Through exercise, it seems to boost activity in a key region of the brain
THURSDAY, Dec. 4 (HealthDay News) -- U.S. researchers say they've developed a hand-exercising robotic device that appears to help stroke victims recover motor skills, even more than six months after a stroke.
Brain scans suggested that the device, which patients squeeze with their stroke-afflicted hands, boosted activity in the part of the brain that handles use of the hands.
"There's still hope in these patients with chronic stroke who have had a stroke a long time ago. If they do the right type of exercises, they can get better," said A. Aria Tzika, director of the NMR Surgical Laboratory at Massachusetts General Hospital and lead author of a study released Wednesday at the Radiological Society of North America annual meeting, in Chicago.
Stroke is the third leading cause of death in the United States, trailing only heart disease and cancer, and a leading cause of severe long-term disability. An estimated 700,000 cases of stroke are diagnosed in the country each year.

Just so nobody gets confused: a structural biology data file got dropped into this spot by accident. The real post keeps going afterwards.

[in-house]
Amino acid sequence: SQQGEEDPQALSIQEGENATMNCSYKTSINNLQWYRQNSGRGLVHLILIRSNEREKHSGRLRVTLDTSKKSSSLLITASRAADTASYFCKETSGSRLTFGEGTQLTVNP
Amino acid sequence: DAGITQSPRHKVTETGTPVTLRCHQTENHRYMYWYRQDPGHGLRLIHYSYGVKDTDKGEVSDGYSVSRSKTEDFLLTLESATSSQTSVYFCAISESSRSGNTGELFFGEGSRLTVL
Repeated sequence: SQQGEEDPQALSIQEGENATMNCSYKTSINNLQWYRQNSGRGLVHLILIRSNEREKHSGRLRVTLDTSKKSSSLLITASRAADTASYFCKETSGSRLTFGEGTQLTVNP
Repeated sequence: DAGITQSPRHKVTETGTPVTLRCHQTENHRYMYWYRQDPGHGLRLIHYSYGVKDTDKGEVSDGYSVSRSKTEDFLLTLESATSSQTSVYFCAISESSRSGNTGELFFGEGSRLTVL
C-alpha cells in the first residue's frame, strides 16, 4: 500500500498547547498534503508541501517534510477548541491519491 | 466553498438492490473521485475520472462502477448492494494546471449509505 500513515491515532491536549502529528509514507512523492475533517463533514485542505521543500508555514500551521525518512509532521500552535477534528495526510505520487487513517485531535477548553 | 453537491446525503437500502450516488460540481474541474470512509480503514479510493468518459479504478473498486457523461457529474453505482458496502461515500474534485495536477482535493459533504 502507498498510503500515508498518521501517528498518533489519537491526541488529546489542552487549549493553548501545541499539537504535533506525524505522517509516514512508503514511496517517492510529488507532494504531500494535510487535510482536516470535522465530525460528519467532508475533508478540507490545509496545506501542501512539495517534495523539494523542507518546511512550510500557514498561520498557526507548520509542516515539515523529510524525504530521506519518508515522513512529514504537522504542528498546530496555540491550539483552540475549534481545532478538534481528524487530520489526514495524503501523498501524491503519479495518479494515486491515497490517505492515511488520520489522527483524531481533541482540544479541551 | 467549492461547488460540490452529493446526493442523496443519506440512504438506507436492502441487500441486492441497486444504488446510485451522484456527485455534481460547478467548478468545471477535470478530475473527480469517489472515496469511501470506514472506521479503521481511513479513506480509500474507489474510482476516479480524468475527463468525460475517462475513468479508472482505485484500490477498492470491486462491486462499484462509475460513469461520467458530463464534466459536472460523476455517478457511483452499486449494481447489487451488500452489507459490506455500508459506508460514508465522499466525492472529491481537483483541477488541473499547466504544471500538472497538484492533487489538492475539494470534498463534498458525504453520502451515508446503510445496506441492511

In many cases, strokes cause brain damage that limits the movement of patients. In the new study, Tzika and her colleagues sought to determine whether their device could help stroke patients at least six months after their brain attacks. Conventional wisdom has held that there was only a small three- to six-month window following a stroke when rehabilitation could help a patient.
The stroke patients in the new study squeezed the device, which can be set to provide different levels of resistance. The researchers tested the device on five patients who had lost motor control in their right hands after strokes.
Brain scans using fMRI technology found that the device seemed to boost activity in the cortex, the region of the brain that corresponds with hand use, even after patients stopped using the tool.
But, Tzika said the study didn't
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